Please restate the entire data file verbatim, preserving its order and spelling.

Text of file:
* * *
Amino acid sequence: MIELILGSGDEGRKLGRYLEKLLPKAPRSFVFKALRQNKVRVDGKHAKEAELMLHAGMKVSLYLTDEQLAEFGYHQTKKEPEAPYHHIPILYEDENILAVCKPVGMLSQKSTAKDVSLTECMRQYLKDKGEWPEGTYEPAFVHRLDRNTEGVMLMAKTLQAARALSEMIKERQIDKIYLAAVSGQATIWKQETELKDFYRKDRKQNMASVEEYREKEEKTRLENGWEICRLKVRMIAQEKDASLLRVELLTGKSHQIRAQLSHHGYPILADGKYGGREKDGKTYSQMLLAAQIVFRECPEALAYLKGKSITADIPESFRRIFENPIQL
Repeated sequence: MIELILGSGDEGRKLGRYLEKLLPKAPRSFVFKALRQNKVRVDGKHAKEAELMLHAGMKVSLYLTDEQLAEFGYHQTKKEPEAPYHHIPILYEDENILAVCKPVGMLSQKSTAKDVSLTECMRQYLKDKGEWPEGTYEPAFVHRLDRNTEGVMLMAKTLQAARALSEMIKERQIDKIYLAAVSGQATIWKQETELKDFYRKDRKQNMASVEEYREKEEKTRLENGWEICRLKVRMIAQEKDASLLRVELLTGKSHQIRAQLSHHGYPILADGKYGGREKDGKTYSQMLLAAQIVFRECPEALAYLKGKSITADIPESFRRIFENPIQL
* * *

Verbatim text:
Amino acid sequence: MIELILGSGDEGRKLGRYLEKLLPKAPRSFVFKALRQNKVRVDGKHAKEAELMLHAGMKVSLYLTDEQLAEFGYHQTKKEPEAPYHHIPILYEDENILAVCKPVGMLSQKSTAKDVSLTECMRQYLKDKGEWPEGTYEPAFVHRLDRNTEGVMLMAKTLQAARALSEMIKERQIDKIYLAAVSGQATIWKQETELKDFYRKDRKQNMASVEEYREKEEKTRLENGWEICRLKVRMIAQEKDASLLRVELLTGKSHQIRAQLSHHGYPILADGKYGGREKDGKTYSQMLLAAQIVFRECPEALAYLKGKSITADIPESFRRIFENPIQL
Repeated sequence: MIELILGSGDEGRKLGRYLEKLLPKAPRSFVFKALRQNKVRVDGKHAKEAELMLHAGMKVSLYLTDEQLAEFGYHQTKKEPEAPYHHIPILYEDENILAVCKPVGMLSQKSTAKDVSLTECMRQYLKDKGEWPEGTYEPAFVHRLDRNTEGVMLMAKTLQAARALSEMIKERQIDKIYLAAVSGQATIWKQETELKDFYRKDRKQNMASVEEYREKEEKTRLENGWEICRLKVRMIAQEKDASLLRVELLTGKSHQIRAQLSHHGYPILADGKYGGREKDGKTYSQMLLAAQIVFRECPEALAYLKGKSITADIPESFRRIFENPIQL